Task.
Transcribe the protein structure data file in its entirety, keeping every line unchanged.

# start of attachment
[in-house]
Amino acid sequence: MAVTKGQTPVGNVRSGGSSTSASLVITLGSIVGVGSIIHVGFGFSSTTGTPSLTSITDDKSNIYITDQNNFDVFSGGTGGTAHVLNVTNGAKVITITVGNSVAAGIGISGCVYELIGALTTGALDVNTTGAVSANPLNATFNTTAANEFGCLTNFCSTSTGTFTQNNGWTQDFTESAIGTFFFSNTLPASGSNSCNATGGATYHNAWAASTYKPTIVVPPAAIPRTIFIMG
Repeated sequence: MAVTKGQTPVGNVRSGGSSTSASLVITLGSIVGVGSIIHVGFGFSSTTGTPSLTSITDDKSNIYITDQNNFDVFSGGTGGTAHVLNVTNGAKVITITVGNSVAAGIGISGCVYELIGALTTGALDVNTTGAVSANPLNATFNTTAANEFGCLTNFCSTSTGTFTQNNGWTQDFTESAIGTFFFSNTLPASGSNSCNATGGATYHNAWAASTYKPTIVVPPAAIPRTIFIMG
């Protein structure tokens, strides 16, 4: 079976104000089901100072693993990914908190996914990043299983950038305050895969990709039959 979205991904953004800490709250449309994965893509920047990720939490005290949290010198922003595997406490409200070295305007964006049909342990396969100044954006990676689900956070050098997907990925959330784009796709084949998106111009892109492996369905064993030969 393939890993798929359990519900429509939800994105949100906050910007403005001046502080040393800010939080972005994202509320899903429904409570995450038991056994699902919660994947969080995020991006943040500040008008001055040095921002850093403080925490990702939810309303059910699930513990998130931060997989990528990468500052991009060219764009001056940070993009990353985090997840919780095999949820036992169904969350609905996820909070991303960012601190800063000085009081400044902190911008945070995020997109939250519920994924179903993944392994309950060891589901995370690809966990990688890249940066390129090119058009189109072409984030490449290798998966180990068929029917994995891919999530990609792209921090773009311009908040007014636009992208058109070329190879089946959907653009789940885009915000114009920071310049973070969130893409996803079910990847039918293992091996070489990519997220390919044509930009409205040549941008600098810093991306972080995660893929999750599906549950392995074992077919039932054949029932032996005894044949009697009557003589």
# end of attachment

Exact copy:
[in-house]
Amino acid sequence: MAVTKGQTPVGNVRSGGSSTSASLVITLGSIVGVGSIIHVGFGFSSTTGTPSLTSITDDKSNIYITDQNNFDVFSGGTGGTAHVLNVTNGAKVITITVGNSVAAGIGISGCVYELIGALTTGALDVNTTGAVSANPLNATFNTTAANEFGCLTNFCSTSTGTFTQNNGWTQDFTESAIGTFFFSNTLPASGSNSCNATGGATYHNAWAASTYKPTIVVPPAAIPRTIFIMG
Repeated sequence: MAVTKGQTPVGNVRSGGSSTSASLVITLGSIVGVGSIIHVGFGFSSTTGTPSLTSITDDKSNIYITDQNNFDVFSGGTGGTAHVLNVTNGAKVITITVGNSVAAGIGISGCVYELIGALTTGALDVNTTGAVSANPLNATFNTTAANEFGCLTNFCSTSTGTFTQNNGWTQDFTESAIGTFFFSNTLPASGSNSCNATGGATYHNAWAASTYKPTIVVPPAAIPRTIFIMG
């Protein structure tokens, strides 16, 4: 079976104000089901100072693993990914908190996914990043299983950038305050895969990709039959 979205991904953004800490709250449309994965893509920047990720939490005290949290010198922003595997406490409200070295305007964006049909342990396969100044954006990676689900956070050098997907990925959330784009796709084949998106111009892109492996369905064993030969 393939890993798929359990519900429509939800994105949100906050910007403005001046502080040393800010939080972005994202509320899903429904409570995450038991056994699902919660994947969080995020991006943040500040008008001055040095921002850093403080925490990702939810309303059910699930513990998130931060997989990528990468500052991009060219764009001056940070993009990353985090997840919780095999949820036992169904969350609905996820909070991303960012601190800063000085009081400044902190911008945070995020997109939250519920994924179903993944392994309950060891589901995370690809966990990688890249940066390129090119058009189109072409984030490449290798998966180990068929029917994995891919999530990609792209921090773009311009908040007014636009992208058109070329190879089946959907653009789940885009915000114009920071310049973070969130893409996803079910990847039918293992091996070489990519997220390919044509930009409205040549941008600098810093991306972080995660893929999750599906549950392995074992077919039932054949029932032996005894044949009697009557003589």